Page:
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Home > Communication > Scientific newsletter > Press articles > Science

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18 January 2016

Chez les chimpanzés aussi, l’amitié est une histoire de confiance [Sciences et Avenir - Animaux]

Les chimpanzés ont la même définition de l’amitié que nous : ils ne partagent des moments intimes qu’avec les individus en qui ils ont confiance.

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14 January 2016

Ants respond to social information at rest, not on the fly [Phys]

Ants don’t get distracted by social information when on the move, only fully responding to it when at rest, a new study from the University of Bristol, UK indicates. Such sporadic monitoring of the social environment may reduce information overload and enhance the robustness of complex societies, the researchers suggest.

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13 January 2016

Why we should learn to love all insects – not just the ones that work for us [The conversation]

Insects, which include more than a million described species, represent roughly two-thirds of the biodiversity on Earth. But they have a big PR problem – many think of insects as little more than crop-eating, disease-carrying jumper-munchers. But in reality, species fitting this bill are but a tiny part of an enormous picture.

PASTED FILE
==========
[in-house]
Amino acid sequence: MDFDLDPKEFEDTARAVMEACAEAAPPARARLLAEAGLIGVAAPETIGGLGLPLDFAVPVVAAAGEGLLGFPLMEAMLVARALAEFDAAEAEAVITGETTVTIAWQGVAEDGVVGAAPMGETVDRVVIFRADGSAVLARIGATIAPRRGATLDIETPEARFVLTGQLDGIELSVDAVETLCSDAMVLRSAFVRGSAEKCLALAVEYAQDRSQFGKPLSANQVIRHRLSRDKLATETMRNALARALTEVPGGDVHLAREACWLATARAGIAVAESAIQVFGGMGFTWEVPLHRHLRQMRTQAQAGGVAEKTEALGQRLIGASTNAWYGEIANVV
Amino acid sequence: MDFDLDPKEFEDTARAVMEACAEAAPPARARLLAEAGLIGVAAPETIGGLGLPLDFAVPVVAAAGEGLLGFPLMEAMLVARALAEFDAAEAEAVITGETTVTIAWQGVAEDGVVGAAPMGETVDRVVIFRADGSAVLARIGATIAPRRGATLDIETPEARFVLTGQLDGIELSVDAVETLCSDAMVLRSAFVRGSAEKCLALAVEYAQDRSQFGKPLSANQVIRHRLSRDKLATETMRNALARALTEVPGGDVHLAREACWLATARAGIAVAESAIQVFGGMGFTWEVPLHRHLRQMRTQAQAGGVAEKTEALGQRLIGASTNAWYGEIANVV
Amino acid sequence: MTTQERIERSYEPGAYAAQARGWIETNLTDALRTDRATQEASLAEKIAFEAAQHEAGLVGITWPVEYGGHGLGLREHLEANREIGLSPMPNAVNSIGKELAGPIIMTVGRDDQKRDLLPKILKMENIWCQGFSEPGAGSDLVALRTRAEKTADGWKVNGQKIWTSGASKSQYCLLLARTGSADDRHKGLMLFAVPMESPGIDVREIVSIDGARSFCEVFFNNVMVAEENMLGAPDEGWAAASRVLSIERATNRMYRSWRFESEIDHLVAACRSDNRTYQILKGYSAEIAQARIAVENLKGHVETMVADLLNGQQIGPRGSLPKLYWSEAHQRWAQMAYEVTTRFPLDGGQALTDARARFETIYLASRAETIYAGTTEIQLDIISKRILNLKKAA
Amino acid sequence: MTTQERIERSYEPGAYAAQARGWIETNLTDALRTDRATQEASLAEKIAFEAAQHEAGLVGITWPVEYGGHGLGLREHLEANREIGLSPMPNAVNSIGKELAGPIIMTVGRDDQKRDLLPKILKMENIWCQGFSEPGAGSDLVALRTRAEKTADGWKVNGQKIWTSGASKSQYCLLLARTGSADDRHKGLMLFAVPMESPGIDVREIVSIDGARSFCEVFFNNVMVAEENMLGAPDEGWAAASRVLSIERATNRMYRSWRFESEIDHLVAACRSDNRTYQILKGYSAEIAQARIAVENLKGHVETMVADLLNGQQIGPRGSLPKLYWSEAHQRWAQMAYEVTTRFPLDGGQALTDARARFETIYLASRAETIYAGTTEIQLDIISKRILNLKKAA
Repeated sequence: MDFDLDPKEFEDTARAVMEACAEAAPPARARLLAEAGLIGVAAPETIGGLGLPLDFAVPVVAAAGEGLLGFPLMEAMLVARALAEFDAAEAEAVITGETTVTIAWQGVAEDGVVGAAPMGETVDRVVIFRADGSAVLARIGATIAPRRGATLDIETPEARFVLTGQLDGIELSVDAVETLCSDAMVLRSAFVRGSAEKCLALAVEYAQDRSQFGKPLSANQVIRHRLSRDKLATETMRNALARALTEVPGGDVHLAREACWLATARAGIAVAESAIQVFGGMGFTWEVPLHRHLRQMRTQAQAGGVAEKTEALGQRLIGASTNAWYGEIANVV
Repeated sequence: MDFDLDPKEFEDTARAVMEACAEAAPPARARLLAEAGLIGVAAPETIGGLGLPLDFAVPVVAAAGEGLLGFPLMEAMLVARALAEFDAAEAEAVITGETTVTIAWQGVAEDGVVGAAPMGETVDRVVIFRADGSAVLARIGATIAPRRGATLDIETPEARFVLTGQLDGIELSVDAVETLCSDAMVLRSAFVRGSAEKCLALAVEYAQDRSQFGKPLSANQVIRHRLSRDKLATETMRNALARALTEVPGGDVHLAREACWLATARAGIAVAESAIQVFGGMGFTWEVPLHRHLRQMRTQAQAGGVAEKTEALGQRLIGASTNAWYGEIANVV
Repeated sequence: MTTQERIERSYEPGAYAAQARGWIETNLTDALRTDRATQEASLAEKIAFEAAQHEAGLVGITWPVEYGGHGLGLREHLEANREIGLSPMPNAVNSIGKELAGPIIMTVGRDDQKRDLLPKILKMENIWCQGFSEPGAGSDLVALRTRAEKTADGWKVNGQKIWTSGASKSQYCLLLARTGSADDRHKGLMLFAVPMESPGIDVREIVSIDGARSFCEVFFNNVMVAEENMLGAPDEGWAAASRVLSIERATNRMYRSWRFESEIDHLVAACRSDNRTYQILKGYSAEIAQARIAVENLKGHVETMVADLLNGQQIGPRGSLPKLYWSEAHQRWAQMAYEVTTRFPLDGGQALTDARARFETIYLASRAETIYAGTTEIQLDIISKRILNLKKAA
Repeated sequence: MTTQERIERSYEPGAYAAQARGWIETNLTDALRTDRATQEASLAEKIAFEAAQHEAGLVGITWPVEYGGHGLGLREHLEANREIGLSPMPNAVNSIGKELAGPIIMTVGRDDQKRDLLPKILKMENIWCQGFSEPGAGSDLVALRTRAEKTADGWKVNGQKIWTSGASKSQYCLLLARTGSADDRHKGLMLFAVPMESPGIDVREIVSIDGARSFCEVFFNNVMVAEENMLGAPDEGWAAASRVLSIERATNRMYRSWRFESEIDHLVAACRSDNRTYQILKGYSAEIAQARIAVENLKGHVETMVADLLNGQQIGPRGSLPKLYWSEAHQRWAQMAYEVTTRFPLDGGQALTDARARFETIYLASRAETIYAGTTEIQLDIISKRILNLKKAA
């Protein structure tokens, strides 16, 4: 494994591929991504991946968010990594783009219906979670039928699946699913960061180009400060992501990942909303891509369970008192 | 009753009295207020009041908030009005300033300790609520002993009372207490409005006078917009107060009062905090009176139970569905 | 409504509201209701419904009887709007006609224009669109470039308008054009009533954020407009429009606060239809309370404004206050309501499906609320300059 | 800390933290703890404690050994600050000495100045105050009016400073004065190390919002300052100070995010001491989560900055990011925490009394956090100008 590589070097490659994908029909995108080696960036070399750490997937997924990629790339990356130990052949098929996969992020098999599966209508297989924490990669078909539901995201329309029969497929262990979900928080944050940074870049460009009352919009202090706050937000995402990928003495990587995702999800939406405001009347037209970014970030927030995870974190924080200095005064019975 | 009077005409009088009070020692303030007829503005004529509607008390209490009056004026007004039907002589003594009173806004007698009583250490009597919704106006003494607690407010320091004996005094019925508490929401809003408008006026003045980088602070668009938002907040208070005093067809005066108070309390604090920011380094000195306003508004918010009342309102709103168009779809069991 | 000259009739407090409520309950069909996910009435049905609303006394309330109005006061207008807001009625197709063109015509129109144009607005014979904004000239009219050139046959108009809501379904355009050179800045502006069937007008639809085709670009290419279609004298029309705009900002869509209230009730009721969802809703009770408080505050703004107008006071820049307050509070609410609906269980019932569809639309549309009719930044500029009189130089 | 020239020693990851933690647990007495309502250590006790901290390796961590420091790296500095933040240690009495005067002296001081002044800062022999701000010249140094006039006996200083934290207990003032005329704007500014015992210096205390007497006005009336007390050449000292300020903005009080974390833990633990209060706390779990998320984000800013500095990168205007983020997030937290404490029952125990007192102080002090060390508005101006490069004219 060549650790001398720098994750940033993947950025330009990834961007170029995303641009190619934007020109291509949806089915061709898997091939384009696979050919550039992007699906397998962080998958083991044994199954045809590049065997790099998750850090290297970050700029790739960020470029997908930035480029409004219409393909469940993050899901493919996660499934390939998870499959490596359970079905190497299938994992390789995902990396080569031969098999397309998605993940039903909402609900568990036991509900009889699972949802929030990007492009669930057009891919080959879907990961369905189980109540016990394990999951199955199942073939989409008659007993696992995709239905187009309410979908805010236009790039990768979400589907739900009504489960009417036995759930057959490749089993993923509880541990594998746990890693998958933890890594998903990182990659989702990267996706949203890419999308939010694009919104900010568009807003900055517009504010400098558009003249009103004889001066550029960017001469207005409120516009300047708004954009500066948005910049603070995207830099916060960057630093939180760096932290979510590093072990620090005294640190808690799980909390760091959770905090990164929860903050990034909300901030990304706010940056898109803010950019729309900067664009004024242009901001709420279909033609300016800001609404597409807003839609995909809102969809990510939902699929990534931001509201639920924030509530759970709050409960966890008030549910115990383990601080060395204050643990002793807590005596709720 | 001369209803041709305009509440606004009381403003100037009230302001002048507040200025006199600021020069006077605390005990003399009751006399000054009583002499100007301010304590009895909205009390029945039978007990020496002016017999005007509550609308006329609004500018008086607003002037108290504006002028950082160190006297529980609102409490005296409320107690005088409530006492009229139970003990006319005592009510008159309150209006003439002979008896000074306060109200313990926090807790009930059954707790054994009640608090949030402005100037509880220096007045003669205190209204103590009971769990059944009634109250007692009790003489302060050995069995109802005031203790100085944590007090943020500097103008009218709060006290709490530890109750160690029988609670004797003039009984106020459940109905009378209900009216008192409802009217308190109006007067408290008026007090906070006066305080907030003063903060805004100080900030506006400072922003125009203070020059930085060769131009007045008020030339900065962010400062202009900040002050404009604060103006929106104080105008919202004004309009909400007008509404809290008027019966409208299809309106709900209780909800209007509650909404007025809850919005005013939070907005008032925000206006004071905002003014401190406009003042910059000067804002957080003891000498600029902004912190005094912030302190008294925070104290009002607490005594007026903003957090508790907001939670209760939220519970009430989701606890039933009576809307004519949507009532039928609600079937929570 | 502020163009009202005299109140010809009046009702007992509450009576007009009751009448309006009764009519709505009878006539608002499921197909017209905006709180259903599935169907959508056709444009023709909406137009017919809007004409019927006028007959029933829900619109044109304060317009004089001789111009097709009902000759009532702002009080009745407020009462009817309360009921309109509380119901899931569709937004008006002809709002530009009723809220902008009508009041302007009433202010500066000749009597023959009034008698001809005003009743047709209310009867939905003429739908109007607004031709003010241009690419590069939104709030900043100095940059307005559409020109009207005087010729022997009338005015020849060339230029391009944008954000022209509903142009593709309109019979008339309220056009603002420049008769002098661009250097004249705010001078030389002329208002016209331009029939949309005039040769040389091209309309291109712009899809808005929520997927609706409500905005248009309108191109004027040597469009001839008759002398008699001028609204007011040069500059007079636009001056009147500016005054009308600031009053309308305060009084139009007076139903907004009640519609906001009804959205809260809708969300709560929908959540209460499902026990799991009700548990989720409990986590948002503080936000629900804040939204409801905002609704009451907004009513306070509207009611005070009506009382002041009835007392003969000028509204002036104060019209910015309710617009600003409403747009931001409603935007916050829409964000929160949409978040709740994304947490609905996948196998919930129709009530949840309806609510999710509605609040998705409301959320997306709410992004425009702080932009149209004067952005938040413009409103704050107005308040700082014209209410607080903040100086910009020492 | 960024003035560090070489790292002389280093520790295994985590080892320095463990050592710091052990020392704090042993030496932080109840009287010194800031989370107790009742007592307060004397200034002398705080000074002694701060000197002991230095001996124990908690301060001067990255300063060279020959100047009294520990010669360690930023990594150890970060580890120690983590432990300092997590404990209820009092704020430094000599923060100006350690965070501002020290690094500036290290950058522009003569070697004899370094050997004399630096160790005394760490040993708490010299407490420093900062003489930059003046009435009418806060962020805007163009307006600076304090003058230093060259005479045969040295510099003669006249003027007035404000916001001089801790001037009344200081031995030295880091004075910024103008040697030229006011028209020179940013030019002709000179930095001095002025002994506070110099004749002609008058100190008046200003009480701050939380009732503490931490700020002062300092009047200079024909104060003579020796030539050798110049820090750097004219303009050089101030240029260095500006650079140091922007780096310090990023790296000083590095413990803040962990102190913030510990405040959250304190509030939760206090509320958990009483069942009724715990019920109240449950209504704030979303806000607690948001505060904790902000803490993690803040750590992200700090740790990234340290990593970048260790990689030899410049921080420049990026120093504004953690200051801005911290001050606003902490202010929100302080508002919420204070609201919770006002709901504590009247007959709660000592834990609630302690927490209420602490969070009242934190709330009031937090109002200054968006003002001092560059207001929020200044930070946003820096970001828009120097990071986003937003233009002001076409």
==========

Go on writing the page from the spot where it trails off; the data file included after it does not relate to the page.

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12 January 2016

Nature déboussolée : « Au sein de notre laboratoire, personne n’a jamais vu ça » [Terraeco]

Framboises, jonquilles et abeilles ont donné aux fêtes de fin d’année un goût printanier. D’où vient ce réveil précoce de la nature ? Pour quelles conséquences ? Réponses d’Isabelle Chuine, directrice de recherches au CNRS.

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12 January 2016

Where have all the flowers gone: complexity & worldwide bee declines [PLOS Blogs]

Over the past two decades, bee declines worldwide have drawn international attention. Managed honey bee (Apis mellifera) colonies decreased by 25% over 20 years in Europe and 59% over 58 years in North America, and many bumble bee populations in Europe and North America have gone locally extinct, resulting in dramatic range contractions. It is important to note that not all bees in all places are declining.

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